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Art Marine

A Long Chase in Prospect- Oil on canvas by Geoff Hunt RSMA.

A Long Chase in Prospect- Oil on canvas by Geoff Hunt RSMA.

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Oil on canvas

22 x 32 inches, signed lower right

Sold by Art Marine to an American collector, July 2021

Geoff Hunt writes:

"Commodore Hayes, commanding His Britannic Majesty's frigates Endymion, Pomone and Tenedos, carrying his flag in the Majestic, was on blockade duty off New York in early January 1815, cruising close off Sandy Hook. Blown off station by a violent snow-storm on the 14th, he guessed that Commodore Decatur  would seize this opportunity to get his USS President out to sea, and further correctly guessed Decatur's likely course. Consequently, at daylight on the 15th, President 'appeared as if by rendezvous'  but some five miles ahead of the British squadron. The chase was on.

This is the moment depicted in the painting.

The day began with strong winds but these eased progressively until by afternoon there was so little wind that all ships were carrying every stitch of canvas.

 Following crushing defeats in single-ship frigate actions earlier in the war, the Royal Navy had realised that its standard frigate classes were no match for American heavy frigates such as the President, which were in every respect some fifty percent larger, stronger and more heavily armed than British frigates. By 1815 the British had formulated responses to this threat, and Hayes' squadron was a perfect example. His flagship Majestic was a 'razee', a cut-down 74-gun battleship, and more than a match for the President if it could only catch it. Endymion (Capt. Hope) was the nearest British equivalent to President, a heavy frigate not far short of the American's size and weight of fire. And of course, the squadron had two other frigates as well.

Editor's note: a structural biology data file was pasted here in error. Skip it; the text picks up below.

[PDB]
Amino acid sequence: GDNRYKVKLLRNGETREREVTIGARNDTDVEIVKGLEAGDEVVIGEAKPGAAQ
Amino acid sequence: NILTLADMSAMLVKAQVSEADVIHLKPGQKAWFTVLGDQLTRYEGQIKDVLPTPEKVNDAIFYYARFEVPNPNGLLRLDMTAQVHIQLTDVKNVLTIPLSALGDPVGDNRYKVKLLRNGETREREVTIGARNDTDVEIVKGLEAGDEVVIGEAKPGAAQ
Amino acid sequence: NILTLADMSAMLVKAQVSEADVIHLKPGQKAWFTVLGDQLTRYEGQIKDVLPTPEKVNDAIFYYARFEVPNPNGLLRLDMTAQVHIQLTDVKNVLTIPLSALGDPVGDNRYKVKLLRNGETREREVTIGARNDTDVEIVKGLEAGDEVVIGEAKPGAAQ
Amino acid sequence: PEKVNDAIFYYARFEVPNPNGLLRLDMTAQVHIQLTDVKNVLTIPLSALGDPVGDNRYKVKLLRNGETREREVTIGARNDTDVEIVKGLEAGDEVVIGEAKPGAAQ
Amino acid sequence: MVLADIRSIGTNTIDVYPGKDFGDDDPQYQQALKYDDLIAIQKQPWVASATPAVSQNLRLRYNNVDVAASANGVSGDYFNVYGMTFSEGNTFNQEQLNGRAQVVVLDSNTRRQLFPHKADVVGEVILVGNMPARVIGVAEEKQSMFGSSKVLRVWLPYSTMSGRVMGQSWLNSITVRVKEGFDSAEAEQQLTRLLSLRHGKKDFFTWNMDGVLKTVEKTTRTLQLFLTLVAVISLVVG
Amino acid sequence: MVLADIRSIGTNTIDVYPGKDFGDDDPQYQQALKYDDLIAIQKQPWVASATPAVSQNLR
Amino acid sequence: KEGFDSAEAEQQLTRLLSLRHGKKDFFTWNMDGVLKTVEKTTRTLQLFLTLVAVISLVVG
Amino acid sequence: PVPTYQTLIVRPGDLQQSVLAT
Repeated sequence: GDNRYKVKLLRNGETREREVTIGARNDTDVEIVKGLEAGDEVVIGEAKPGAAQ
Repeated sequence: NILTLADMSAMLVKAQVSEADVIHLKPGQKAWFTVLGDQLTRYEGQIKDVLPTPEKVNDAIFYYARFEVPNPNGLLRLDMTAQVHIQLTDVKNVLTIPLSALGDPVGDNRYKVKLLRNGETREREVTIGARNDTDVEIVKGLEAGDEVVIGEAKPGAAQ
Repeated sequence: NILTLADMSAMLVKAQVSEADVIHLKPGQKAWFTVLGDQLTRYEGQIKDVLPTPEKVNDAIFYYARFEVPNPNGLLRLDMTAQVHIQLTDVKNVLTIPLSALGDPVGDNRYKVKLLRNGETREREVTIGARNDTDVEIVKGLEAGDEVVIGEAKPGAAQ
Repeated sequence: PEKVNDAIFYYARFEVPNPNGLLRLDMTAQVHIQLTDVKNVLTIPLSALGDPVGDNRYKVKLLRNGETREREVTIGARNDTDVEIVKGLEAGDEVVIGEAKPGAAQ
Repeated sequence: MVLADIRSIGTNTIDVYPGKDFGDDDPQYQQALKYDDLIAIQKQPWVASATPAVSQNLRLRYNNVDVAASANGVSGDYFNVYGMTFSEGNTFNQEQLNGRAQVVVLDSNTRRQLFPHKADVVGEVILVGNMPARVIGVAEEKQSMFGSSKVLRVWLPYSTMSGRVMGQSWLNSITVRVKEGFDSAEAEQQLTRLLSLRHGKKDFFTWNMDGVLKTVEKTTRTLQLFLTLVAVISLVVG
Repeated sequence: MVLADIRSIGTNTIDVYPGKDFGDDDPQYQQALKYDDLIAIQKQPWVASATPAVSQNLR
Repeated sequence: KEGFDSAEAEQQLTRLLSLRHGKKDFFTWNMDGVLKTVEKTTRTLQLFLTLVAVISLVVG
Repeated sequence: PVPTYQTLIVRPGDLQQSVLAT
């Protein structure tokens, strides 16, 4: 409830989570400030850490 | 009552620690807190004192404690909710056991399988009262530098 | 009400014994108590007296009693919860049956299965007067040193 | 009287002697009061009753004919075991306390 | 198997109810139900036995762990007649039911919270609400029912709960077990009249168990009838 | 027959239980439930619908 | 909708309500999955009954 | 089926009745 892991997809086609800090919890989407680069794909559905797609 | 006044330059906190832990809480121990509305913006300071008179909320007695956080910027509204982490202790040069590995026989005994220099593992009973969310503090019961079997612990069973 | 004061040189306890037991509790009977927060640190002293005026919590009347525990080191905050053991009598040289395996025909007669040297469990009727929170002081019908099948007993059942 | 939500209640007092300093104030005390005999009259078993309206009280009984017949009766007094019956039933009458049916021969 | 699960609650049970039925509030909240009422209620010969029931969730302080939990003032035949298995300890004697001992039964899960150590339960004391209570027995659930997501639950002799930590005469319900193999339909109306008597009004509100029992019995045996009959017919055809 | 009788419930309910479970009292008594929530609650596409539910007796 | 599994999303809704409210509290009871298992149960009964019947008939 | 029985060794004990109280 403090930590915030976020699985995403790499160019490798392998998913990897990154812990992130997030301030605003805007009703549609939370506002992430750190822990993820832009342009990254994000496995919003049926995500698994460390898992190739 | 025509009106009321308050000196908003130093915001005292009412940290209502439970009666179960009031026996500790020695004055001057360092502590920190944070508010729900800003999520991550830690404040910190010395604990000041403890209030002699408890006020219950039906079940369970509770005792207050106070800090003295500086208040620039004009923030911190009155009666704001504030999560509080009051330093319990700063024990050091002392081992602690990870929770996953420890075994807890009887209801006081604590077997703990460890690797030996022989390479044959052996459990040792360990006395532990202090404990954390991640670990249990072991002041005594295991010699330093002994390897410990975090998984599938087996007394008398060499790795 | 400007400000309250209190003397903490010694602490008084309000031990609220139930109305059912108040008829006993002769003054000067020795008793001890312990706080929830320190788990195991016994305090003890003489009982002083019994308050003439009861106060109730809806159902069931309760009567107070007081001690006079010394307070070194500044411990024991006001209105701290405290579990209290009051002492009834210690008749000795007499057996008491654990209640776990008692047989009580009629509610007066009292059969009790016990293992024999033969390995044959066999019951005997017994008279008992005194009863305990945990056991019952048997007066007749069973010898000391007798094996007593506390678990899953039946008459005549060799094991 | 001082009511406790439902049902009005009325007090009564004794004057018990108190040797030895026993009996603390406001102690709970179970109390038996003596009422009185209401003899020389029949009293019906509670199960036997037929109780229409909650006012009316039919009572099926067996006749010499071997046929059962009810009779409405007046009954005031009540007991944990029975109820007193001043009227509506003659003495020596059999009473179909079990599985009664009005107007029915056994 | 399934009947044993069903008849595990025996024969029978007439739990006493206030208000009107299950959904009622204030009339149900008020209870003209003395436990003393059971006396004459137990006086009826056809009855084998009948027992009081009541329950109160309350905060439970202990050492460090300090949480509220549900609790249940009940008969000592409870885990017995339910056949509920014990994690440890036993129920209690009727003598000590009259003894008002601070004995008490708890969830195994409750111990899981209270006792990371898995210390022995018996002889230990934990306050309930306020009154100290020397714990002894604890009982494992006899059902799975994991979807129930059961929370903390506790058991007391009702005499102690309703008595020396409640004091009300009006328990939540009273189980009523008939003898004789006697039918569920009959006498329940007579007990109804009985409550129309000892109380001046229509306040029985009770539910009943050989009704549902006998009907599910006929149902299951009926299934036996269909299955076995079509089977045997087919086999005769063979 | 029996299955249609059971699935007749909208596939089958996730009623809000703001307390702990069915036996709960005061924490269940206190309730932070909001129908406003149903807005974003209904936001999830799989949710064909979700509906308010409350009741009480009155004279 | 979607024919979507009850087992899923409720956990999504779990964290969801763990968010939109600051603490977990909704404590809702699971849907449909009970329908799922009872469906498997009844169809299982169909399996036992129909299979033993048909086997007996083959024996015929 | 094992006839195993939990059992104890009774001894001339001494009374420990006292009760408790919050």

Most importantly on this day, Endymion had the speed to catch the American.  As the strong winds - which favoured the heavy Majestic - eased, Endymion surged on ahead, and after a chase of seven hours gradually began to overhaul President despite every resource Decatur employed to escape. The two ships were firing steadily at each other from 2 pm onwards. Sunset was at 4.45pm; still they fought on at close range. Around 8 pm aboard Endymion it seemed that the President had ceased fire and they even believed that the Americans had surrendered; but the American dismantling shot had destroyed Endymion's sails and she had no boats left to take the surrender, so she stood off to bend six new sails, which was done in the space of one hour, before resuming the chase. But by now the rest of the squadron had caught up, and at 11.40pm it was Tenedos that finally took the American flagship's surrender."


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